By Kathy Ann Wolverton, Partner at the Law Offices of Sandra M. Radna, P.C.
With staffing shortages and pandemic exhaustion battering medical professionals, it is easy to overlook an underutilized asset in many healthcare facilities – the patient advocate. These professionals are available to ease the time constraints of meeting with patients and their families, as well as help prevent poor outcomes, including lawsuits.
Patients and healthcare providers alike might be surprised or even shocked to learn that Medical errors cause approximately 250,000 deaths per year, ranking third highest among the causes of death in the United States. Over 40% of all patients believe that a medical error was made in their care, and almost every physician faces a medical malpractice claim by the age of 65. Actively engaging with your patient advocate is one way to change the trajectory of these trends.
Assisting patients and families in addressing delays in treatment, or facilitating meetings with a physician, patient advocates may prevent medical mistakes and improve a patient’s overall care. By engaging with the patient and their family, patient advocates improve communication – which can be a critical factor in preventing medical malpractice claims. The better the communication, the less likely misunderstandings of diagnoses, treatment plans and discharge instructions will lead to a lawsuit. Their interaction with both patients and medical providers adds transparency and clarity to the often complex and stressful road through the healthcare system – which is why they are also known as patient navigators.
Additionally, advocates provide resources for financial and social services support, and may proactively schedule appointments for tests and physician visits. Patient advocates interact with the various entities that can impact a patient’s healthcare experience including employers, insurers, lawyers, case managers, physicians, nurses and others. They often are able to determine if a patient is eligible for government programs and investigate any available third-party reimbursements.
Patient advocates help patients and their family understand what the medical teams are doing and why. In many facilities, they are empowered to acquire medical records, manage treatment, testing delays and facilitate any complaints between the patient and the hospital.
A Breadth of Services
Patient advocates serve to cut through complex medical and health insurance language and provide patients with transparent information and guidance. A surprise to no one, managing the finances and insurance for medical treatment is extremely confusing and emotional for families, particularly when critical illness is involved.
Clinical diagnoses and billing statements often appear as cryptic medical terminology, something that most patients and family have no familiarity with. Because of this, patients sometimes end up paying inaccurate medical bills or agree to treatments they may not be so willing to do otherwise. Securing a face-to-face meeting with a physician is often difficult, so it benefits patients and their families to have a patient advocate to relay accurate information to them and to the physicians caring for the patient.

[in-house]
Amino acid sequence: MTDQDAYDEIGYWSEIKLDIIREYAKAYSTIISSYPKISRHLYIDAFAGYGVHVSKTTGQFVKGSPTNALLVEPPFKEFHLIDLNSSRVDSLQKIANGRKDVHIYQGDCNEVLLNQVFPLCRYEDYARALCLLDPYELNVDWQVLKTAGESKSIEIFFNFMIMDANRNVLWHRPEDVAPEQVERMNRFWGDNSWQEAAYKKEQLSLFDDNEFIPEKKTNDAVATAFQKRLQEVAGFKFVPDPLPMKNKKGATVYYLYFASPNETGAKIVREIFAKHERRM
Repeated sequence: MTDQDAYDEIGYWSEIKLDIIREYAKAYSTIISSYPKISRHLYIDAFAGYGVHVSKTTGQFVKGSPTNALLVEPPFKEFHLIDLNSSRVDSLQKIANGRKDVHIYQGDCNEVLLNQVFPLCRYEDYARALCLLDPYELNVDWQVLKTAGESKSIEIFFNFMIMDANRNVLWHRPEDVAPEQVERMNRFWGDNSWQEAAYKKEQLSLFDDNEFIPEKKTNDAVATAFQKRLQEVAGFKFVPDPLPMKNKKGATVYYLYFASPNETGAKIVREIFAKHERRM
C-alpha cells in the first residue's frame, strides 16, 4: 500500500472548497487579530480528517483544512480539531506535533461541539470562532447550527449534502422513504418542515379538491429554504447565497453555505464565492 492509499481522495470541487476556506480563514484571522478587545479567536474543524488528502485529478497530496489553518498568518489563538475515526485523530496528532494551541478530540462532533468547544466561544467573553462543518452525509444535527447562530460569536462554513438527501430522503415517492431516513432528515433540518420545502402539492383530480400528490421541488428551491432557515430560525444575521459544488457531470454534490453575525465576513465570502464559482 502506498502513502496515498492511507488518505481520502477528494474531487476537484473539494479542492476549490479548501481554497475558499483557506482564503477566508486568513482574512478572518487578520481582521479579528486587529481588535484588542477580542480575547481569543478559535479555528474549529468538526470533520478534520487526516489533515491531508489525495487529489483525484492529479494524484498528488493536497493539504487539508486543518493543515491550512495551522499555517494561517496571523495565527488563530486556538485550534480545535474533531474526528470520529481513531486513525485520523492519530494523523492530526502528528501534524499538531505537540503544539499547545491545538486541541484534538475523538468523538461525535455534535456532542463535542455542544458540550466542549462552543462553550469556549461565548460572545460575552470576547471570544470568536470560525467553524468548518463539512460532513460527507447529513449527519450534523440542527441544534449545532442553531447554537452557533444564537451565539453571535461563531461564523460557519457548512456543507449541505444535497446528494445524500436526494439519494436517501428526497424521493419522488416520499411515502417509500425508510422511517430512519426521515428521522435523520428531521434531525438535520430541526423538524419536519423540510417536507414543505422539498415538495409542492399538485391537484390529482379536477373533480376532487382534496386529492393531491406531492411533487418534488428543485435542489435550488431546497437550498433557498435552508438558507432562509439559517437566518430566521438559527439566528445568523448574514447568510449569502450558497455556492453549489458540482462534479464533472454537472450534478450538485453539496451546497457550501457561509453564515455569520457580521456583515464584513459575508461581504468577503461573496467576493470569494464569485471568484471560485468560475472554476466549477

Additionally, patient advocates often assist with prescription management. Patient advocates have the tools and knowledge to cross-reference a patient’s current regimen and ensure new drugs are applicable, set-up new prescriptions that require less frequent pharmacy visits or establish mailed prescriptions on a schedule.
Healthcare Providers Benefit from Advocacy
A win for everyone, patient advocates reduce the time and increase the quality of patient and doctor interactions. Armed with a deeper understanding of the patient’s condition and the likely next steps, the patient advocate assists patients by asking pertinent questions and often translates medical-speak into relatable English.
Patient advocates can provide accurate and clinically direct information on behalf of clients. They help prevent readmissions due to complications by ensuring that patients or their caregivers thoroughly understand how to follow discharge instructions. Recent data indicates that patients and caregivers who are actively engaged in their hospital-based care are able to reduce preventable adverse events by almost 40%.
As we continue to navigate our new post-pandemic “normal”, actively engaging with your patient advocates will provide an additional layer of support for both medical professionals and patients, improve the patient experience and, hopefully, reduce risk for all.
About Kathy Ann Wolverton
Kathy brings a lifetime of helping people to her dedicated service to her clients. Kathy’s calm and understanding guidance reassures and comforts our medical malpractice clients during some of the most difficult days of their lives. She was a Broadcast Journalism major at Ithaca College, which led her to a career as a television news producer in the Albany area. After years of bringing important new stories to the community, she obtained her law degree from Albany Law School. Kathy joined an Albany law firm where she specialized in education law and public sector labor law, assisting small and large school districts navigate a complex legal landscape. In 2008, Kathy returned to her hometown in upstate New York where she served as the Personnel Director for the City of Oneonta. In 2016, she moved to Long Island with her husband, and joined Law Offices of Sandra M. Radna in 2017.